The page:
For the Des Moines Register’s five-part series “Harvest of Change,” which took an in-depth look into the lives of four Iowa farm families at the center of demographic, technological, economic and environmental change. The entry included multi-page print packages and a deep-dive digital experience.

Judges said: This entry particularly stood out for the powerful use of photography to engage the reader. The print and digital elements showed an ability to sustain an engaging and uniform package over multiple days. There was a smart use of graphics and breakouts to provide additional information and layers to refer to accompanying coverage, and very well organized and dynamic inside pages.

To see the work:

The Arizona Republic at Phoenix and Phoenix Design Studio (Finalist)
Suzy Palma, team leader, Phoenix Design Studio

For the Arizona Republic’s wrap cover following historic flooding Sept. 8 in Phoenix. The large display of the photo showing commuters’ cars submerged on the freeway across the wrap brought the reader into the disruption of an entire metro area.

Judges said: An impressive cover, it demonstrates a quick reaction by editors and designer to a major breaking news event in order to showcase the stunning photography work and communicate just how historic the day was. Key breakout numbers drove home the magnitude of the storm and it’s aftermath.

To see the work:

Asbury Park Press and Asbury Park Design Studio (Finalist)
Jennifer Meyer, designer

For a conceptual illustration on the Asbury Park Press’s Table section, on a story highlighting local restaurants serving crab.

The “Grab a crab” cover stood out for its clever concept. The integration of the story components into the illustration is seamless. The cover demands attention. Subtle details like the treatment of refer and breakout demonstrate an attention to detail while the overall presentation shows an great range of skill.

To see the work:


The Daily Times at Salisbury and Asbury Park Design Studio (Winner)
Hannah Burkett, designer, Asbury Park Design Studio; Shawn Yonker, college sports reporter, Salisbury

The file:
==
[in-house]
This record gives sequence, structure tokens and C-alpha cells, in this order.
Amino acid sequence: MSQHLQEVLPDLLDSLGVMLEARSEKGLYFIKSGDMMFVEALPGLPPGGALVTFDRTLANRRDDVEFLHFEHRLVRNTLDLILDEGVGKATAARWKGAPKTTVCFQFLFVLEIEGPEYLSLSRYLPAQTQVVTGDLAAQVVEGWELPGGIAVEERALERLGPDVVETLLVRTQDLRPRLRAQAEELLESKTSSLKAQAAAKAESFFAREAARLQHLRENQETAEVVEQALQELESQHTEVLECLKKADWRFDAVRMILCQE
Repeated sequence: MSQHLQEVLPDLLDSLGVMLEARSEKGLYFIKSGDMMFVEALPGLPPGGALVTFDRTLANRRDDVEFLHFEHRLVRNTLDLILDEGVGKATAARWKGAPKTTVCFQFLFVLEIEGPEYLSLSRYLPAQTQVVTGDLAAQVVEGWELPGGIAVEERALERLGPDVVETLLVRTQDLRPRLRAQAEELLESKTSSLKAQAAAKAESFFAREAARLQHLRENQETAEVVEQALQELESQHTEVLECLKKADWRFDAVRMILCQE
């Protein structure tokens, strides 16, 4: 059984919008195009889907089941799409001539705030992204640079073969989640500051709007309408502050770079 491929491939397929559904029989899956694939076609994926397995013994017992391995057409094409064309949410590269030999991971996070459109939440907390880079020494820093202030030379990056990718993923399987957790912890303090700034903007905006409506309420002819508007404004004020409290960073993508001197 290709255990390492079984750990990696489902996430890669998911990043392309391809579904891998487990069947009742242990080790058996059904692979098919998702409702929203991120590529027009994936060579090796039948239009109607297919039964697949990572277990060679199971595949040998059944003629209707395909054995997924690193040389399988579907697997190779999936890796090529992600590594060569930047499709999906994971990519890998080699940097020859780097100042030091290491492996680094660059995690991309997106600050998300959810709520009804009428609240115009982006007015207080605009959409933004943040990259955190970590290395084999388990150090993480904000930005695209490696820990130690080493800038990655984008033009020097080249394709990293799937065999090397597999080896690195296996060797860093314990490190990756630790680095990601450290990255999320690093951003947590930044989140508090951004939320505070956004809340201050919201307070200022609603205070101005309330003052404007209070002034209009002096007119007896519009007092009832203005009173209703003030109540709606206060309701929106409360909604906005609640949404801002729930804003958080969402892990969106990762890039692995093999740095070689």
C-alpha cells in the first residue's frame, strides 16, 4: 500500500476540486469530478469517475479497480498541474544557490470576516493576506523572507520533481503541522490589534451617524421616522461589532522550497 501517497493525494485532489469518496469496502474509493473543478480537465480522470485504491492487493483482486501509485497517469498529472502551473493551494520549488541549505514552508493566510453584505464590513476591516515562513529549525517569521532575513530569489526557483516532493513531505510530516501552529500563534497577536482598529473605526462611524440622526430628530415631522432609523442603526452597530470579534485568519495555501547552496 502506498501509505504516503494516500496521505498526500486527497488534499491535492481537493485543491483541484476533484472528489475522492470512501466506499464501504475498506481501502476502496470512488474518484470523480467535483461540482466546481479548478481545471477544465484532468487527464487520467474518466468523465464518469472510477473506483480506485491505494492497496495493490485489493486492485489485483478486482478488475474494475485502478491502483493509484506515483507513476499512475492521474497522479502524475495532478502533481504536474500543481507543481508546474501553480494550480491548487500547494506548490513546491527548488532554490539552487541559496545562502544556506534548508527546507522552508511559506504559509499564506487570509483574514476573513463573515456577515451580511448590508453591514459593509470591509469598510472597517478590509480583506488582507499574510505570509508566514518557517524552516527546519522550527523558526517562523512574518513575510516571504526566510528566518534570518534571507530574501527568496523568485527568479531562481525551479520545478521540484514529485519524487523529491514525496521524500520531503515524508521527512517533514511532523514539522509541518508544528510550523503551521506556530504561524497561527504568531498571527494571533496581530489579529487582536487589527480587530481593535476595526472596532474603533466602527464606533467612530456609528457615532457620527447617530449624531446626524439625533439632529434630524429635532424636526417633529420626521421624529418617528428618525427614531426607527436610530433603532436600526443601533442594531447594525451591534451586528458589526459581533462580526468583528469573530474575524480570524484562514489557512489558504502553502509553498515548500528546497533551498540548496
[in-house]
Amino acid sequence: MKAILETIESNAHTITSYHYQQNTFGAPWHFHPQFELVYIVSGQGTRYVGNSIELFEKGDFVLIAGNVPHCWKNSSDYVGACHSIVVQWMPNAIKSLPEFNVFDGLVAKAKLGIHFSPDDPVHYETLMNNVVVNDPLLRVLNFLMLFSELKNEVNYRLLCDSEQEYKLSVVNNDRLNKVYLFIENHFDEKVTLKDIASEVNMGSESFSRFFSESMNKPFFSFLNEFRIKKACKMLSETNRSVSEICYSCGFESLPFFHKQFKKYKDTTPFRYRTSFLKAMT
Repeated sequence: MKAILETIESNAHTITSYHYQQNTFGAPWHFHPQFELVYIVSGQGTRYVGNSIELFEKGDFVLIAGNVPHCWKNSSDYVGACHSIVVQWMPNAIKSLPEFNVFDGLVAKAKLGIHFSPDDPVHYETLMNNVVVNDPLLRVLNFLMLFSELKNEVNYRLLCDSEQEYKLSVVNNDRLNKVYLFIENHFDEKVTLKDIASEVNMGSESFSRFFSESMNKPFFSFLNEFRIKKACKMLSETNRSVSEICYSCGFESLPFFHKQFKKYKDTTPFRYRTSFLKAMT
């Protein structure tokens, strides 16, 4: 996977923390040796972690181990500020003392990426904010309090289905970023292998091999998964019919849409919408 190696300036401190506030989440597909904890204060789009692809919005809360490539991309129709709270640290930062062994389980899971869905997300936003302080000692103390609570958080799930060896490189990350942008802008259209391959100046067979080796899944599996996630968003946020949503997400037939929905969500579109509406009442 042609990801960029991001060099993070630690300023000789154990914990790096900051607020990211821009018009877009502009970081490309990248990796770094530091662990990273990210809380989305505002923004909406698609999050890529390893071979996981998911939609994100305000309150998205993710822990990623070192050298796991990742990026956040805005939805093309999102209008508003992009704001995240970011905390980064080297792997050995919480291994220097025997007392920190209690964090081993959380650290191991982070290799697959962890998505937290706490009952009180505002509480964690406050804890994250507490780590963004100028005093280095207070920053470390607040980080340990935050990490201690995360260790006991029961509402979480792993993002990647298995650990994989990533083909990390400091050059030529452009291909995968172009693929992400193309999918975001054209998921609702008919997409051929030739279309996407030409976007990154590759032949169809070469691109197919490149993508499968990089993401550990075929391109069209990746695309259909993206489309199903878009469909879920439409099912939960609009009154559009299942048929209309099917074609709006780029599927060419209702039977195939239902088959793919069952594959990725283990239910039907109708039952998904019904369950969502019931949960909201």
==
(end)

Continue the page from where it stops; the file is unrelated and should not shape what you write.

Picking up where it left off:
For the Daily Times Sports annual college football preview cover, done in conjunction with the Asbury Park Design Studio.

Judges said: The cover uses a smart balance of typography and illustrative techniques to enhance and integrate the content. All of the details from the image toning to give the feel of a different era to the use and headline placement make for a simple, but engaging page that really jumps out at you.

Poughkeepsie Journal and Asbury Park Design Studio (Finalist)
Hannah Burkett, J.J. Alcantara, Thomas Piatchek, Asbury Park Design Studio; Dan Pietrafesa, Players section coordinator, Poughkeepsie Journal.

For a collection of recreational Sports pages for the Poughkeepsie Journal’s Players section, done in conjunction with the Asbury Park Design Studio.

Judges said: Each cover, whether using photography or illustrative concepts, makes great use of the content provided and works together seamlessly. Take, for example, Tommy Piatchek’s cover “Classic countdown.” The designer made great use of the photography and turned the page on its side to give it the size and space it deserved. The simple illustrative approach to the typography was an intelligent and clever way to tell the story perfectly.

The Burlington Free Press and Asbury Park Design Studio (Finalist)

For a collection of Burlington Free Press news pages and covers, done in conjunction with the Asbury Park Design Studio, that used a variety of techniques to tell the most important story of the day.

Judges said: The collection had a great variety of photography and conceptual visuals that serves the reader well in a way that integrates everything from the photos to headlines perfectly.

To see the work: Long form for 9/7


The Daily Advertiser at Lafayette, La. and Des Moines Design Studio (Winner)
Sean McKeown, designer

For a collection of University of Louisiana poster pages, done by the Advertiser at Lafayette, La., in conjunction with the Des Moines Design Studio.

Judges said: McKeown-Young maintained a concept over the course of multiple UL football games, while still providing the readers with a fresh visual experience each day. Some pages were turned on their side to better accommodate the photos, while the little illustrative touches of the fleur-de-lis gave a real Louisiana feel.

Oshkosh Northwestern and Des Moines Design Studio (Finalist)
David Lafata, designer, Des Moines Design Studio and staff, Oshkosh Northwestern

For a series of covers for the EAA AirVenture convention in Oshkosh, done in partnership between the Oshkosh Northwestern and the Des Moines Design Studio.

The series of dynamic, engaging covers showed a variety of techniques to accommodate the range of photos available and smart headline typography and placement. For example, the “Skytypers” and “Full Speed Ahead” covers share common typography treatments and refers, but gave readers a fresh approach each day.

The News Leader at Staunton and Nashville Design Stuidio (Finalist)
Merry Eccles and Lindsey Turner, designers

For a collection of Sunday news pages and covers — resulting in the collaboration of Staunton and the Nashville Design Studio — that made great use of photography to tell the week’s most important stories.

Judges said: The covers stood out for their attention to photography. The “In Too Deep” cover in particular gave the photo maximum play by integrating the headline and flag into it.